Dolci 2: Panettone Bread & Butter Pudding; and Pannacotta with Grappa & Champagne Rhubarb. Hot panettone had fine fruitiness from embedded, moist raisins and citric zest; its warm bath of custard was bursting with vanilla. The pannacotta had pleasingly moussey consistency whilst the beautifully bright rhubarb batons, naturally sharp, were infused with fruity, faintly tart champagne and stronger grappa. The balance of flavours was well-judged.
Service was excellent. Our principal cameriera, Veronica, could really not have been more helpful whilst the supporting staff of Melanie, whom I recognised from my last lunch here, and Baz, to whom we shall forever be grateful for finding that chestnut sorbet ‘in the back of the fridge’, were just as good. We were made to feel very much at home and very comfortable. All were attentive, sociable and obliging; even when the restaurant was full, it really did not tell. We also especially appreciated the fact that they allowed us to order almost any item as a half-portion thus enabling us to try so many dishes.
The food too was excellent. We had twenty-one items off the menu (wow, that many?! pride and shame are awfully hard to tell apart) and, not only was the execution on each and every one faultless, but we enjoyed eating them all. The antipasti were full of flavour; the pasta, delicate and tasty; the mains, hearty; and the formaggi, dolci e gelati, all yummy. For me, the fritto misto, spaghetti, cape sante, rombo and chestnut sorbet were highlights.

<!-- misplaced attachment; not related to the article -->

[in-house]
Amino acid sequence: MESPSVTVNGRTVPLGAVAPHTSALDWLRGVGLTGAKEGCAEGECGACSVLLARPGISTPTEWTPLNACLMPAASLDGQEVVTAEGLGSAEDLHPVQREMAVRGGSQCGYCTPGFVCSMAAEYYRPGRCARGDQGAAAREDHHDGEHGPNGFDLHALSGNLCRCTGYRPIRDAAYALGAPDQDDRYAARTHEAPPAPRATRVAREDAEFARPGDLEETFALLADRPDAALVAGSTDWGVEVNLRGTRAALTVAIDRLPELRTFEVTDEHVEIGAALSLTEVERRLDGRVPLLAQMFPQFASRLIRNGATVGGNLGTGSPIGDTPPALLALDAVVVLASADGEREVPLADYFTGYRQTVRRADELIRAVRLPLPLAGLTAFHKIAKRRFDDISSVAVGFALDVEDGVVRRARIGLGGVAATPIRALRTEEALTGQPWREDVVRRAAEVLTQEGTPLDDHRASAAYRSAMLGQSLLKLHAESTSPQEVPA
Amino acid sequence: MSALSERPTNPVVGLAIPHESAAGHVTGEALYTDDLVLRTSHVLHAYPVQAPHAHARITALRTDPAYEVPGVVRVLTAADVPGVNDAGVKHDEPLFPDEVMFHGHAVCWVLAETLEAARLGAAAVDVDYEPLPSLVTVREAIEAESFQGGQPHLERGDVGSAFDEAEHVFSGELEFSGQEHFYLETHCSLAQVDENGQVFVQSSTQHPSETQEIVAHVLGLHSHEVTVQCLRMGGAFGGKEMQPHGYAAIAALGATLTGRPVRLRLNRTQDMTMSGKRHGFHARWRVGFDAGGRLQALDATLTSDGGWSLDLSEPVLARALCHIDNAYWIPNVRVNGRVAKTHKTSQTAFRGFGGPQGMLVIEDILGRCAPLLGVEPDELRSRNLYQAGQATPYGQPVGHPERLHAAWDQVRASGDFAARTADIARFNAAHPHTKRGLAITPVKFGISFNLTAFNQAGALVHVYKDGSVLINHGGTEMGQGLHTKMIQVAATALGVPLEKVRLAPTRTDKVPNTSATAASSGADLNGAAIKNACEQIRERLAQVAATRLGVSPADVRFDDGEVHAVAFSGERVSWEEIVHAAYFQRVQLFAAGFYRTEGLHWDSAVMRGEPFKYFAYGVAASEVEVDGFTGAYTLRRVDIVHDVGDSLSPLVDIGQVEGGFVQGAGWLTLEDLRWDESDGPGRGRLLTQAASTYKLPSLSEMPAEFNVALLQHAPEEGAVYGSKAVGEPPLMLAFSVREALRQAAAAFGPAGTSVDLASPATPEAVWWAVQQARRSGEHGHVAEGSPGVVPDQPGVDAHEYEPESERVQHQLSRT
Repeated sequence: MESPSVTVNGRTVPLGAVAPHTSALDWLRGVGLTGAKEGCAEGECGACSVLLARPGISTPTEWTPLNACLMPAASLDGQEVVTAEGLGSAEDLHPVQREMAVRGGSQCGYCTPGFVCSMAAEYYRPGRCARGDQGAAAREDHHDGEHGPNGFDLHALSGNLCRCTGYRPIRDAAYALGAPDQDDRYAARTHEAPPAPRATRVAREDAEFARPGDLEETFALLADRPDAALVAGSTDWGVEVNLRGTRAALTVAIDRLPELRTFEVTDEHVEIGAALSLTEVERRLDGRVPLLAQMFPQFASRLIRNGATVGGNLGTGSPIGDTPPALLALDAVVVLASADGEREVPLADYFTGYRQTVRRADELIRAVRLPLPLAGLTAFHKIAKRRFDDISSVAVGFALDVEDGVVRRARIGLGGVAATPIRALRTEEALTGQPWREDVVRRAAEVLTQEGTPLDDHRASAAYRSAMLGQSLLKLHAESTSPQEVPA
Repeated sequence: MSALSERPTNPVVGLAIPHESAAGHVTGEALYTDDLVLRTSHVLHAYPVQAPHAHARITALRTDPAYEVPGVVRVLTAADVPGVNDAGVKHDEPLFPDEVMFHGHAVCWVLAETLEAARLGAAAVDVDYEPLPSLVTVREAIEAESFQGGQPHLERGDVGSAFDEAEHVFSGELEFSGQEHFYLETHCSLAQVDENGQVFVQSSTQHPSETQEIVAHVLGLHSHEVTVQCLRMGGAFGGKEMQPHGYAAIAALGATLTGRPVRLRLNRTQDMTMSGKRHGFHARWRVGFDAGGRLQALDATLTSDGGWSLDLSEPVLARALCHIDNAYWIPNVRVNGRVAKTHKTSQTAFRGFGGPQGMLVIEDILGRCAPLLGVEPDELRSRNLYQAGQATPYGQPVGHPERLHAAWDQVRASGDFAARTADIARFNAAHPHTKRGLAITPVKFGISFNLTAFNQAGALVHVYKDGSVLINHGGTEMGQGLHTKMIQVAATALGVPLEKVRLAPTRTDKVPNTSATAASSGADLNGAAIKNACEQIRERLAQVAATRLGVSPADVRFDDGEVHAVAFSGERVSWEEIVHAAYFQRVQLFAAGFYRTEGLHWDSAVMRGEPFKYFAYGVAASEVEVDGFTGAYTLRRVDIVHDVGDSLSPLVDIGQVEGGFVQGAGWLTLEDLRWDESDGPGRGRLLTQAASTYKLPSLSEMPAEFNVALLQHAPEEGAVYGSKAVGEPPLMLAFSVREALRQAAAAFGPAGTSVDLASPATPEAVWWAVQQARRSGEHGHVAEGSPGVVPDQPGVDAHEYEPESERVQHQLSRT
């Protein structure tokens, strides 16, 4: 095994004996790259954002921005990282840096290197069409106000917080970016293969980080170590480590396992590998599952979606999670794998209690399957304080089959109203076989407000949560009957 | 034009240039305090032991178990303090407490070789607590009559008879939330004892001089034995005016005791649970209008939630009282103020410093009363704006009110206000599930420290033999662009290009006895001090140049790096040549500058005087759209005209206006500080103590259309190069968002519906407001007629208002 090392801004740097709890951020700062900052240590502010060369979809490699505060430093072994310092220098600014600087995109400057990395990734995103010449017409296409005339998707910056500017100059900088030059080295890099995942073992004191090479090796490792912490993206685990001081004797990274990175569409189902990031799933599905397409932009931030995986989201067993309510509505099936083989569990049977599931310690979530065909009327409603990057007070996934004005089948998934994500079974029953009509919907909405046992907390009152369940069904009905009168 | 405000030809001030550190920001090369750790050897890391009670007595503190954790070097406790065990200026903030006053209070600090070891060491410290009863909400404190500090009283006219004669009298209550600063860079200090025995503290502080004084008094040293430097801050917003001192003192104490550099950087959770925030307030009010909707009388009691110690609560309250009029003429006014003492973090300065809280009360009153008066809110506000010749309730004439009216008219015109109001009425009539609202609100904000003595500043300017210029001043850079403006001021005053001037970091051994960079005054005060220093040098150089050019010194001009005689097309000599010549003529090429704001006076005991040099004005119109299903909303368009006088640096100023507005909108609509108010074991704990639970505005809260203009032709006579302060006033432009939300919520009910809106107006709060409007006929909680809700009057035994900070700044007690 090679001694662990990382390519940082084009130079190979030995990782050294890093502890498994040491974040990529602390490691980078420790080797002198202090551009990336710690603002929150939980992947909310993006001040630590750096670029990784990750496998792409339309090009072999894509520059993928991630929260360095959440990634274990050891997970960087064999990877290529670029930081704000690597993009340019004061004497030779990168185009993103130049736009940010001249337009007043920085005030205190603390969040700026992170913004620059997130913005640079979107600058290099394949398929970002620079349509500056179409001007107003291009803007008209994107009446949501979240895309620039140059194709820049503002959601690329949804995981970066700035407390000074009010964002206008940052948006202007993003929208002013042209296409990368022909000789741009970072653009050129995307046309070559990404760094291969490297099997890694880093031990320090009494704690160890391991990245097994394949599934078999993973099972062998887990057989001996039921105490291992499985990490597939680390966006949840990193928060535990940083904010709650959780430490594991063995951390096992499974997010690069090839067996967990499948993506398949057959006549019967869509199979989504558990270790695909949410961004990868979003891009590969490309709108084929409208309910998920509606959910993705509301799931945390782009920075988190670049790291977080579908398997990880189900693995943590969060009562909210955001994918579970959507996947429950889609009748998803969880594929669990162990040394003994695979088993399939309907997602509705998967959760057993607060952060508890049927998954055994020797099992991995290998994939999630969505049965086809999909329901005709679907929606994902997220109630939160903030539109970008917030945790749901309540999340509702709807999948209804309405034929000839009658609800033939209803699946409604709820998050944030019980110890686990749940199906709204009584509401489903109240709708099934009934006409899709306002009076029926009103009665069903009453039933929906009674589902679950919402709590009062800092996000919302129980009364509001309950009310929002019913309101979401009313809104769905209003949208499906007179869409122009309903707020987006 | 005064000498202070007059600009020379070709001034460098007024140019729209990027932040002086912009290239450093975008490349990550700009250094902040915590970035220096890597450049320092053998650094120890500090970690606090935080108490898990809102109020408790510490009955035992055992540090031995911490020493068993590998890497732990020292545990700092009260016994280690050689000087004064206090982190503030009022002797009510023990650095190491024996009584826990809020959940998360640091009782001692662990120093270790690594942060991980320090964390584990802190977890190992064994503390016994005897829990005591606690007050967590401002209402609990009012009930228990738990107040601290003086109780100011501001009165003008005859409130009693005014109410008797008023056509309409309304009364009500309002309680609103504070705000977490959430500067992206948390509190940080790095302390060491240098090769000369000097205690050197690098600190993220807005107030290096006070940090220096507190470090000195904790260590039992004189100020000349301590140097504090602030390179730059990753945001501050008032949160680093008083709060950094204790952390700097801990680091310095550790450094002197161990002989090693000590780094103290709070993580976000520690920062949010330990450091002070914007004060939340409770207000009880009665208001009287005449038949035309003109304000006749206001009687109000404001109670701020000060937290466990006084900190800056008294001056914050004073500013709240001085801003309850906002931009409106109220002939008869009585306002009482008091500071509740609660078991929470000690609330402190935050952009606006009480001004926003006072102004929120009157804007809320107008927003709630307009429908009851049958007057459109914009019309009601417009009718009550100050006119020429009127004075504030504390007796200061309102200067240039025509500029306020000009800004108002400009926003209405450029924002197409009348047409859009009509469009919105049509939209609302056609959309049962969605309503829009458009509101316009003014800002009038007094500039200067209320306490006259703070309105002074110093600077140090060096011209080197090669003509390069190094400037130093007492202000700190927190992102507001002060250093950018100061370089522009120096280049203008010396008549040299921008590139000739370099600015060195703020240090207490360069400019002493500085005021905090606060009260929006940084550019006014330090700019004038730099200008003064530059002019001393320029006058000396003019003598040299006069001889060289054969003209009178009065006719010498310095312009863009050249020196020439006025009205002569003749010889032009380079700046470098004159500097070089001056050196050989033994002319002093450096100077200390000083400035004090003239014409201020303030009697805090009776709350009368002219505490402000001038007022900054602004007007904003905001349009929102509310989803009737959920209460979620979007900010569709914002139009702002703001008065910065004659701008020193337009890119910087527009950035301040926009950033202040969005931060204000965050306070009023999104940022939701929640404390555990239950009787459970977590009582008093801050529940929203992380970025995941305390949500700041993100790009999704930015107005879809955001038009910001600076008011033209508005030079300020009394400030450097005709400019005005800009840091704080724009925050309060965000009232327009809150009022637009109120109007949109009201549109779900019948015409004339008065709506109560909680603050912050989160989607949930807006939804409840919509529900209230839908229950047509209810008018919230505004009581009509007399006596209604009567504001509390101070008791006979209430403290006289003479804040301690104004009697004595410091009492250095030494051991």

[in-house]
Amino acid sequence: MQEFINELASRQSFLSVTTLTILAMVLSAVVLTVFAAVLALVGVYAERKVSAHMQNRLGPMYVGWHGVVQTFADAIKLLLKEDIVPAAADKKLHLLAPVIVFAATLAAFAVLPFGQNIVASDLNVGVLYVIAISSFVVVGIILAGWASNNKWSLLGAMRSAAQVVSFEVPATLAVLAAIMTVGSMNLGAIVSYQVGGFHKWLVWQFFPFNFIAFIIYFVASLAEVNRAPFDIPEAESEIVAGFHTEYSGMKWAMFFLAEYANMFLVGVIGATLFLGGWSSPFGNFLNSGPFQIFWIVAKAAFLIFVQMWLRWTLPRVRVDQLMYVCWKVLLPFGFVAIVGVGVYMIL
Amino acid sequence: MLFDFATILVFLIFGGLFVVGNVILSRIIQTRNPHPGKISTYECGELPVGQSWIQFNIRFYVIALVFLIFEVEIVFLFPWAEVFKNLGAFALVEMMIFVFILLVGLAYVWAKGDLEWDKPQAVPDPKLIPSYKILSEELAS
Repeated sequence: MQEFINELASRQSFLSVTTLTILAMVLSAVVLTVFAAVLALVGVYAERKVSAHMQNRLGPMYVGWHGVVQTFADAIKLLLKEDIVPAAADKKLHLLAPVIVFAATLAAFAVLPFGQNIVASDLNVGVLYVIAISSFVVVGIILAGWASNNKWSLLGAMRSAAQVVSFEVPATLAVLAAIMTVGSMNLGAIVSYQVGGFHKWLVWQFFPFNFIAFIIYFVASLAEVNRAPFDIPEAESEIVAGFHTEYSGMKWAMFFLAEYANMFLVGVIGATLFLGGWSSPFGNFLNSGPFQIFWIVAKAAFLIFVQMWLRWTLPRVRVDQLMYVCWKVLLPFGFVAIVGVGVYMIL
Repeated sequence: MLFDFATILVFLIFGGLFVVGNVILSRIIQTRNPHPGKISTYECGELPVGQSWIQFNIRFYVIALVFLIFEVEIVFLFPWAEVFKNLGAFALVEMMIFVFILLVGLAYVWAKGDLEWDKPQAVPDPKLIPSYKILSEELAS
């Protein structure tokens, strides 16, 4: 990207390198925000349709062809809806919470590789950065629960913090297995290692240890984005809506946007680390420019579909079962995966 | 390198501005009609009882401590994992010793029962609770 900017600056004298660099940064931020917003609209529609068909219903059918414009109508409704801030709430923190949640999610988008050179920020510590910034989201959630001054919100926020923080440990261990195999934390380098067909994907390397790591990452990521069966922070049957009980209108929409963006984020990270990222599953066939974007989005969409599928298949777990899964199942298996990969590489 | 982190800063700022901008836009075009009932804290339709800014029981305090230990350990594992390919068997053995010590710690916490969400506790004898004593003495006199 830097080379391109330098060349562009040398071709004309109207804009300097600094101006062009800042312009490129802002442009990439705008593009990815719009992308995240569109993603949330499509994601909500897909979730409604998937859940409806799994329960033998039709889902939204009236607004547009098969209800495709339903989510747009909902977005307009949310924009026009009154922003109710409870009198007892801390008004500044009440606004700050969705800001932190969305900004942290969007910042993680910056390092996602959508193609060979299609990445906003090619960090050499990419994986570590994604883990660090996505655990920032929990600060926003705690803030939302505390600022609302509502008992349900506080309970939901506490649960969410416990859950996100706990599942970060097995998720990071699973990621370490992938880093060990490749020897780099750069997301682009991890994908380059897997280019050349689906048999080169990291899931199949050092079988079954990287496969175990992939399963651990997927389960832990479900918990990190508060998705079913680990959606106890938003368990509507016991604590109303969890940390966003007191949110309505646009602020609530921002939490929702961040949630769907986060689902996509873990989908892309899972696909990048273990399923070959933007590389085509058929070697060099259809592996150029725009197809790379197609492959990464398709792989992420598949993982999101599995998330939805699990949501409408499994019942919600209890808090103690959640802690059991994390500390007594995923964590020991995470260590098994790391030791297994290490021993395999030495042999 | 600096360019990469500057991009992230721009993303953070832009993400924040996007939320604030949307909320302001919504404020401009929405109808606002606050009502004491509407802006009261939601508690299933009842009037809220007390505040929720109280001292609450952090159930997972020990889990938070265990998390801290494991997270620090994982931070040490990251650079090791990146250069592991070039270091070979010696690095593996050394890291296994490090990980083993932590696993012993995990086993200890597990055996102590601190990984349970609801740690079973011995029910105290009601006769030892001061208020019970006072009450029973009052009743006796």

At the River Café, I always know what to expect – the freshest, choicest ingredients that have been cooked simply and taste great – and it has never failed to deliver. In the middle of December, our plates were awash with colour and filled with flavour. Seasonality and quality are at the centre of the restaurant’s cooking and it shows. The River Café refuses to use any produce that is not of the highest standard, it also refuses to serve anything but the best bits of those items that have managed to even make it into the kitchen – for example, only the thicker, more succulent centre fillets of fish are used, the rest disregarded. Such practices explain the higher prices, but the result is patent on one’s plate. Quality costs, and personally, I am glad to pay for it.
The River Café is also very much a fun place to eat. We enjoyed ourselves immensely and it was clear that at other tables, other diners were having a good time too. The atmosphere and staff certainly help; the dining room is colourful, modern and stylish whilst the waiters and waitresses young, amusing and friendly (or in our case, charmingly cheeky). This is possibly the most informal of London’s Michelin-starred restaurants, but this is simply in keeping with the style and ethos of the place and works wonderfully.
The cooking comforts. The River Café cheers.
Thames Wharf, Rainville Road, W6 9HA
tel: 020 7386 4200
nearest tube: Hammersmith